LAS VEGAS -- Over-the-air updates aren't just for Tesla anymore.
Once deemed an unacceptable risk and a daunting technical challenge, remote software fixes have quickly become a top priority for the world's largest car companies.
Interest spiked after Tesla Motors launched the Model S sedan with onboard Wi-Fi and an electronic architecture allowing every line of code to be changed over time -- right down to those dictating the behavior of the brakes, steering and suspension.
But other manufacturers lack such easy remote access to their vehicles in service. So they're choosing from several ways to get software updates into cars, including options that loop in the owner's smartphone.
The lack of an industrywide standard adds complexity for automakers, but for now it's creating a competitive battleground, with automakers vying to do the best job of satisfying regulators on security and delighting customers with new experiences.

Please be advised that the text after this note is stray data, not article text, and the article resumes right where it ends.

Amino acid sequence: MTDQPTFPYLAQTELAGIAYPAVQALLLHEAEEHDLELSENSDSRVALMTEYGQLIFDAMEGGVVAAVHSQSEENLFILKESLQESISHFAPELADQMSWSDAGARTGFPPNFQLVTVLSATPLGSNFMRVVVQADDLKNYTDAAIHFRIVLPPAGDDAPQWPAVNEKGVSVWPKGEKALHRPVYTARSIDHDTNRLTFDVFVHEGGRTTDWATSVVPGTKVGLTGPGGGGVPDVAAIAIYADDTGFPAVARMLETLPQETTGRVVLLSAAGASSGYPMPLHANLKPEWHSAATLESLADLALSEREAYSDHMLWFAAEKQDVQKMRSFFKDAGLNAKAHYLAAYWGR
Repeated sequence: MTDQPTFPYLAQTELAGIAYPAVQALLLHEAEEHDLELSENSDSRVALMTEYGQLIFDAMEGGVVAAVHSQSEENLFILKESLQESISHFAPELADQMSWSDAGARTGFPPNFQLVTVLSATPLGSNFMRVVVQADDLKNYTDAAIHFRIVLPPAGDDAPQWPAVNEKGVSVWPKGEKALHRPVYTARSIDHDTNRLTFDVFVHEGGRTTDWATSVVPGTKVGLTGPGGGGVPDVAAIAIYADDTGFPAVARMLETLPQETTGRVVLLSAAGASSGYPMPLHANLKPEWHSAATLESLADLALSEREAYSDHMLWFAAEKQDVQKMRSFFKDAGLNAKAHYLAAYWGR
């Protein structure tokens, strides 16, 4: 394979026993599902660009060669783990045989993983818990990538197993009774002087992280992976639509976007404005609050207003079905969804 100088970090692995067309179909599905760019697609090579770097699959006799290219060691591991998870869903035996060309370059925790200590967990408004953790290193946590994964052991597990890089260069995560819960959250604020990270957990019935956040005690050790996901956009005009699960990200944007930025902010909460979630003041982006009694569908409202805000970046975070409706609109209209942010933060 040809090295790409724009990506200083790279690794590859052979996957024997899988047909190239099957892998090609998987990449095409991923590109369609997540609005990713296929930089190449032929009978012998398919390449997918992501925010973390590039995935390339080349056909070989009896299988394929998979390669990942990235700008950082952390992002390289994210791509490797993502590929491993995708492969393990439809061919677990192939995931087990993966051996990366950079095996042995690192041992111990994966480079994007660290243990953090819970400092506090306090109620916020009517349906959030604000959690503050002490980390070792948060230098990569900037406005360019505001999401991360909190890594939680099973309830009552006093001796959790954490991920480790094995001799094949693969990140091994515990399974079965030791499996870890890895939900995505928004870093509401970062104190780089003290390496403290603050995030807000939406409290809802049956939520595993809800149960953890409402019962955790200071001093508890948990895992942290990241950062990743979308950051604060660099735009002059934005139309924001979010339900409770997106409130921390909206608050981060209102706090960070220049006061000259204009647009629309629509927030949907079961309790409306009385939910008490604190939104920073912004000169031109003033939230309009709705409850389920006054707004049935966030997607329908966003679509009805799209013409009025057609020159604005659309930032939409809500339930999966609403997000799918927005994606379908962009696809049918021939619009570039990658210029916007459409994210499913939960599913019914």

"Two years ago, 'over-the-air update' was like a bad word," Ned Curic, chief technology officer at Toyota Motor Sales U.S.A., said in November at the Connected Car Expo in Los Angeles. Now, he said, the response from executives is: "Yes, we've got to do that."
No matter how the updates get done, the upside is huge. IHS Automotive projects that automakers will save $35 billion from over-the-air updates in 2022, up from $2.7 billion in 2015. Those savings would come from 10.9 million map updates, plus 42.5 million telematics updates, 34.4 million infotainment updates and 13.2 million updates to safety-critical control units.